So I may still be a bit reckless in my way of approaching life. I like risks, especially when I can foresee them working out in my favour and I becoming a famous Panini Queen! I often do not have it in me to think of the danger involved. I suppose that is something I should probably work on. Because like wildly jumping off of a ledge into unknown water, in business there are many “what-ifs” and many many ways to sink. But if you have the skill, the drive and a bit of beautiful riotousness the difference is, you almost always will find some hidden treasures when diving head first into business.

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Mistakes have been made, but so have sandwiches.

We never went to business school. Our business school started from the day we uttered the words, “let’s start a sandwich shop.” See, this sentiment already shows how naive we were. One does don’t “start” a sandwich shop. One begins to slowly put it together piece by piece but once one realises how difficult it is going to be they consider calling it quits but eventually sees that too much time and money have been invested and discovers it is ultimately too late for one to back out. So instead we began to glean business knowledge from anyone we knew who was smack dab in the middle of it. This is not to say that a crash course on QuickBooks wouldn’t have been beneficial, but there is still time for that.

Every business owner needs an ally. We are fortunate to have many allies in our corner. From family and friends to other local business owners. When we decided to build The Hot Wire we didn’t know how tightknit this city’s small business sector was. Within the first few months of operation we had other entrepreneurs coming in, introducing themselves and offering tidbits of advice which we gobbled up greedily and continue to to this day. I am not going to lie when I tell you that I’ve had more than one “girl crush” on the strong and amazing business women I’ve met so far on this journey. I continue to watch them dutifully and try to embody their every move.

We also did not have “startup” money. It is difficult as a newbie restaurant to get loans from the bank, as I have mentioned in previous posts the restaurant biz is a fool’s errand and nobody really wants to contribute to a fool’s errand. Although Jamie has years of kitchen and managerial experience we were green to small business startups so the entire endeavour was foreign territory to us. This was our first dilemma; how to get some dolla’ dolla’ bills in our pocket ya’ll.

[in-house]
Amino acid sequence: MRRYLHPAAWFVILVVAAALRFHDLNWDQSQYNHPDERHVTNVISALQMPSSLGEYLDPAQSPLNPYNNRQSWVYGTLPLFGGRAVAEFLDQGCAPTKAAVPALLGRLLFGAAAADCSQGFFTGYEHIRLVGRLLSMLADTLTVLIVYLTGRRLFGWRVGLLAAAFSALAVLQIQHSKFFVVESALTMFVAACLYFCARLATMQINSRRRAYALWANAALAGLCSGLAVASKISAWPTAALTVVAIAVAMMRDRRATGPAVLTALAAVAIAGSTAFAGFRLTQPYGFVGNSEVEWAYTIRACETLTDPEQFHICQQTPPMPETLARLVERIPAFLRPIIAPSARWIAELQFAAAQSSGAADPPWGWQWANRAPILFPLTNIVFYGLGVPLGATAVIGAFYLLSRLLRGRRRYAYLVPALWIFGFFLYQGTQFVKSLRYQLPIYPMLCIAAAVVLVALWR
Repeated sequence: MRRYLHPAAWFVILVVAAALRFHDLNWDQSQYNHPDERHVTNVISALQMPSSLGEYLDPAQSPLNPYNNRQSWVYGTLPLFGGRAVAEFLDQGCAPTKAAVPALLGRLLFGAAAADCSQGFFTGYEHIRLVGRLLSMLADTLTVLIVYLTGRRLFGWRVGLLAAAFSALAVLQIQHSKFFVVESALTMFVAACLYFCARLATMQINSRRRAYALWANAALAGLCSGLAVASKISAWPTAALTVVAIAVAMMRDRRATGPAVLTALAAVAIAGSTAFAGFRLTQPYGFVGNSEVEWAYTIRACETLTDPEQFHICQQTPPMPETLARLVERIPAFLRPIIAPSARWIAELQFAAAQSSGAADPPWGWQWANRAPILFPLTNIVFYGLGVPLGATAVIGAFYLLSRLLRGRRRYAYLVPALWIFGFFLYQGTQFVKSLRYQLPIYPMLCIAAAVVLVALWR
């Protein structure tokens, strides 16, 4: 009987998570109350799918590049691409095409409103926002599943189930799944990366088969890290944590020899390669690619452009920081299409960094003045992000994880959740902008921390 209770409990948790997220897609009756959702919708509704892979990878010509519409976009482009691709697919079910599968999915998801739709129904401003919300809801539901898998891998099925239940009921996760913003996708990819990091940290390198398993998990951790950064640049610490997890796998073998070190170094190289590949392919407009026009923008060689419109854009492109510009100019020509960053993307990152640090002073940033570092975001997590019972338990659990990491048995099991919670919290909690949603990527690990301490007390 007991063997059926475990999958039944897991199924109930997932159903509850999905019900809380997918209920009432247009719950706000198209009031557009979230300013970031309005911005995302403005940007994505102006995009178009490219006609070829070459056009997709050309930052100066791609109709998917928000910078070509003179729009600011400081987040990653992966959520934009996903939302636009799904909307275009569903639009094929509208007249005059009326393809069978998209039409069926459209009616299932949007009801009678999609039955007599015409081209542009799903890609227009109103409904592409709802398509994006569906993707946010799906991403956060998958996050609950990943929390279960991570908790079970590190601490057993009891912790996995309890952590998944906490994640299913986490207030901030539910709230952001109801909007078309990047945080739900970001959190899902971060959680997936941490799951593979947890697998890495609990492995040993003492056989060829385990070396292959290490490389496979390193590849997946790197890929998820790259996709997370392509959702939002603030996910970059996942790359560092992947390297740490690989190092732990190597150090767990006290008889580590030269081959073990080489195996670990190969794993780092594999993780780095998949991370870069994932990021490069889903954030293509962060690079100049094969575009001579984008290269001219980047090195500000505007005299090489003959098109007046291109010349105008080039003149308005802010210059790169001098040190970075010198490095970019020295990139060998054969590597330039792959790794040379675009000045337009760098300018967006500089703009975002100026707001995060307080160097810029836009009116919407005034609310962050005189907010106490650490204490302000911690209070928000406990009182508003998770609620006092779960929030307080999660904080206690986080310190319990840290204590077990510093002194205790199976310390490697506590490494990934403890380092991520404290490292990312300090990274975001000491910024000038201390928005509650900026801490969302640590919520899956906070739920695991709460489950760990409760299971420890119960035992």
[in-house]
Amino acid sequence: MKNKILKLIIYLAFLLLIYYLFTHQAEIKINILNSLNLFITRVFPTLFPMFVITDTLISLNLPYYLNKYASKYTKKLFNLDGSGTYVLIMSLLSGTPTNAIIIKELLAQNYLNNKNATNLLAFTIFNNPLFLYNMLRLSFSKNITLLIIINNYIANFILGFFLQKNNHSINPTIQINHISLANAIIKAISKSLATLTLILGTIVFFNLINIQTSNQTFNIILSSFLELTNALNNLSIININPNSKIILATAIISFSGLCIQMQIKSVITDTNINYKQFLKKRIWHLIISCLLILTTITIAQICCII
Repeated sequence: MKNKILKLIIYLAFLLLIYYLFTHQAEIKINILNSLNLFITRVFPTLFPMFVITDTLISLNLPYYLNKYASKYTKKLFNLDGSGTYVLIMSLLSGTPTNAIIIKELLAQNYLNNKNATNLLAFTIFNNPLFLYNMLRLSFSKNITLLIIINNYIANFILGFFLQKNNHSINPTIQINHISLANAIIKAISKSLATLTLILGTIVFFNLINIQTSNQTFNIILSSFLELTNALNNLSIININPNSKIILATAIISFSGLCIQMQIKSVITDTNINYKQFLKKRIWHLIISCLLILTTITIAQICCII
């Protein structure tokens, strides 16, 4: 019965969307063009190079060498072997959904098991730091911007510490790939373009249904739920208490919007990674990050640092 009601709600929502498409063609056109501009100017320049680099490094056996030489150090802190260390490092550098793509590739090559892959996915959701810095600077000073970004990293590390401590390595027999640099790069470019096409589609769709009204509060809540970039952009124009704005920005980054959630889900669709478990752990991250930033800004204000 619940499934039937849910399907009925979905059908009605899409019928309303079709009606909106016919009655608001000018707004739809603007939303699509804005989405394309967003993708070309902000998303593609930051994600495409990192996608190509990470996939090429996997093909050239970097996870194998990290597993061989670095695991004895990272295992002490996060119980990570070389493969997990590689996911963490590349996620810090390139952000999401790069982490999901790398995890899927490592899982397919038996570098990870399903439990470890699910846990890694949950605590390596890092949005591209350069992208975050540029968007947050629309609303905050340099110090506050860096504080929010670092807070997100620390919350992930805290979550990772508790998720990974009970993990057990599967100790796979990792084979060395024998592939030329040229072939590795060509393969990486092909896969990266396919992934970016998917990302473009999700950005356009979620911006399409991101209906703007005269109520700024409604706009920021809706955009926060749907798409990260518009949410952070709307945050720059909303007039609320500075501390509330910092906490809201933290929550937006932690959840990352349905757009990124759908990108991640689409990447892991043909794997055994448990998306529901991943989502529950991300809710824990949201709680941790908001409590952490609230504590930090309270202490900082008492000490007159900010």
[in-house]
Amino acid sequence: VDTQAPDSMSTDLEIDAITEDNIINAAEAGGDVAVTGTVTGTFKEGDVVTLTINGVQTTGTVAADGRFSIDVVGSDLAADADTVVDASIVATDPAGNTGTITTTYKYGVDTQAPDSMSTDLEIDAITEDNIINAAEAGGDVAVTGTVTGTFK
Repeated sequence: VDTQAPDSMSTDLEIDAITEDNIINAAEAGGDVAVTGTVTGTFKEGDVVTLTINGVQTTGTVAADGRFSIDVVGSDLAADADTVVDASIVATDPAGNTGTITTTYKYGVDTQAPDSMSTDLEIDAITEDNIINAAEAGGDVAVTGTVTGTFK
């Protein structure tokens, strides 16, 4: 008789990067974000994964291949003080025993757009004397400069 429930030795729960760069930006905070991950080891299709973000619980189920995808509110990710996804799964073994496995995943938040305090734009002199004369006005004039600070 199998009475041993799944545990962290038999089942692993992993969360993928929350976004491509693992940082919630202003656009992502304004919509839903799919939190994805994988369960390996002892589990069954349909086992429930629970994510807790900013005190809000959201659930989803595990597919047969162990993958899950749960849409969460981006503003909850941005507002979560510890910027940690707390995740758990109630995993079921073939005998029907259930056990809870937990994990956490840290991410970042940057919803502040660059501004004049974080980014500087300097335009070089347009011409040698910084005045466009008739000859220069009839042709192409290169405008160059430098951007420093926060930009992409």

The town where we lived was a tourist town, peaking in mid-summer with tourism but remaining quiet and slow for the rest of the year. We had both grown up there and knew it was not the place for us to start a business. Not to say it is not the place to start a small business, it simply was not the place for us to start our small business. We wanted to find a location relatively close to home but far enough away to feel like we were doing this thing on our own.

So less than a year after having the “what about a sandwich shop” conversation we sold our home, downsized a smidgen and moved four hours away (the perfect distance to feel empowered and independent yet still safe) which is how we came up with a meager starting budget for our panini dream.

Now, when I say meager I mean meager. I’m pretty sure that some restaurants spend the same amount on their HVAC systems as we spent on our entire startup. We made mistakes. We went with a bay that had been stripped down to the bones. We had to purchase all of our own equipment and ventilation to be installed and to this day there is about ten electrical outlets less than what we need, drastically limiting our options for setting up our line. This all meant we had very little budget left for decor. We DIY’ed a lot. Turns out that is part of our charm! We have customers comment daily on our weird and eclectic decorations and our homemade tables and chairs.

Of course it wasn’t all compliments and kisses: Marco Z from Yelp found our concept “confusing and awkward” and gave us a 1 star rating.

It was our first bad review and I cried for days over it. As a small business it is difficult getting bad reviews. It feels as though that one review could and will shut you down. I must admit, now looking back, Marco Z had some solid points. For example, why were we calling ourselves a café without even having an espresso machine? Also, forgetting to put music on and having people walk into a silent abandoned “cafe” may have been a bit creepy. I get it.